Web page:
Date Completed: (6/10/2015)
Gayle Lemmon, a journalist, travels around the world collecting stories, particularly of women and even more particularly of women in hard times. Lemmon writes in this novel the story of Kamila Sidiqi and her sisters’ foray into business as dressmakers during the Taliban regime. Their parents, as supporters of Massoud, the ruler of Afghanistan prior to the Taliban takeover, have fled Kabul to live in a safer location. The women work together in their house making dresses and pantsuits for local clothing shops using chadris and their little brother as a mahram to deliver their goods. Kamila soon decides to employ local women, creating a sewing technical school inside the sisters’ home to train the girls and women they employ and use the products to support the many families that become involved.
Eventually Taliban families come knocking at the Sidiqi’s door to place orders, including an order for wedding gowns and bridesmaids’ dresses to be tailored in less than 24 hours, and the Sidiqi sisters are able to deliver and continue to expand their business. It is vital that they played by the rules of the Taliban to ensure nobody got hurt, yet Kamila continued to be more daring. A final crucial scene plays out with Kamila travelling with two of her coworkers from the UN to a conference by bus without a mahram when they are stopped by the Taliban. The man they had asked to act as mahram in case of a Taliban checkpoint backs out when faced with immediate danger, but Kamila is able to talk their way out of trouble, and the three women continue to on their way to attend the conference unharmed.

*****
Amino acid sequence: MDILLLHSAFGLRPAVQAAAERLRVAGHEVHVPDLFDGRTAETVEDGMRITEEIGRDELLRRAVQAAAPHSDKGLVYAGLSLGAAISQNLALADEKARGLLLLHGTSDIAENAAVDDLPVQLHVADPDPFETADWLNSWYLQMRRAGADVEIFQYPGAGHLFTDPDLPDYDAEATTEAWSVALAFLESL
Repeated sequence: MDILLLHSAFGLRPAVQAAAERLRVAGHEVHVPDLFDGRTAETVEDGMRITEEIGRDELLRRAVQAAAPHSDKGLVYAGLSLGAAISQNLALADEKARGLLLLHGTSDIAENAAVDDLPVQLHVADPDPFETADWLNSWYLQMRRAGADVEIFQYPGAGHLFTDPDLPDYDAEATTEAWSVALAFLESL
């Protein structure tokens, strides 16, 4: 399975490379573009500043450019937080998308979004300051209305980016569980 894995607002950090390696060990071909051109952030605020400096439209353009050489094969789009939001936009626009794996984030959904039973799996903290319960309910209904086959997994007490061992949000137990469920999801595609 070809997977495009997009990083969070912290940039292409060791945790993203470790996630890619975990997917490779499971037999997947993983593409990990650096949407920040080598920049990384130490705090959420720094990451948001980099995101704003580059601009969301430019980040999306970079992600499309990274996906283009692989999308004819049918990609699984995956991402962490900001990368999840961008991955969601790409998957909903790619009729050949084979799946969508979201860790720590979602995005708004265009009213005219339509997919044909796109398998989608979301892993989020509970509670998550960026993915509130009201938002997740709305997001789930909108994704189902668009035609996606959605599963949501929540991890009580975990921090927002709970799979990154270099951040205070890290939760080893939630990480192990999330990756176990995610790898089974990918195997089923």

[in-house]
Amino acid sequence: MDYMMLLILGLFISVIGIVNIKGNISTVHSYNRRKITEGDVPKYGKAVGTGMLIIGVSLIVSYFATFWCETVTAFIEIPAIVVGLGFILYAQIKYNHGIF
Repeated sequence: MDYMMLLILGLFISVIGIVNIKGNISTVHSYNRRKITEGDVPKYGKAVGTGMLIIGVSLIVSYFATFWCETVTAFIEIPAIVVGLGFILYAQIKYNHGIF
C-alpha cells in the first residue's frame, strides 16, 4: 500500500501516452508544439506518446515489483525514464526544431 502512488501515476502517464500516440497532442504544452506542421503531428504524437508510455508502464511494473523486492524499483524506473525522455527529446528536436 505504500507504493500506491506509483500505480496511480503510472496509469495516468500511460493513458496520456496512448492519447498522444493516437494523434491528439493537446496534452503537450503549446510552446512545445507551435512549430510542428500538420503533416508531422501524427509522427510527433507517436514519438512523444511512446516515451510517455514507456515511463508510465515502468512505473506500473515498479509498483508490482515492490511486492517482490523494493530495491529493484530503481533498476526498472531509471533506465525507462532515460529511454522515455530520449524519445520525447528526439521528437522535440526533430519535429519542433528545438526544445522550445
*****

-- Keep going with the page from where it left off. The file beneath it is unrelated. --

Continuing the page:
I am like Kamila Jan in that I am hardworking and willing to do whatever is needed for the job at hand and for the people that I believe I can help through my work. I love to teach people what I know and love to learn from people what they have to offer. Kamila is persistent and unafraid, and I would like to be more like her. She works long hours to ensure that the job is done and done well. “They had started in the spring of 1997 with four girls and were now at thirty-four and climbing; in the past few days three more young women had come to the house inquiring about the workshop. The operation was thriving, and now Kamila had to face the issue that both Malika and Rahim had raised at the beginning: how to manage the number of young women who were streaming to the house each day. On any given morning as many as a dozen girls from around Khair Khana would arrive for classes, and in the afternoon another group came or the second session, just as Kamila had envisioned.”
This truly is an inspiring story of women’s resiliency, and tales like this play out every day around the world without ever being told. I am grateful for Lemmon’s retelling of this story, even if it might have been more powerful had it been told in first person. This was an easy and captivating read, and I would recommend it to someone looking to get a taste of Afghani culture.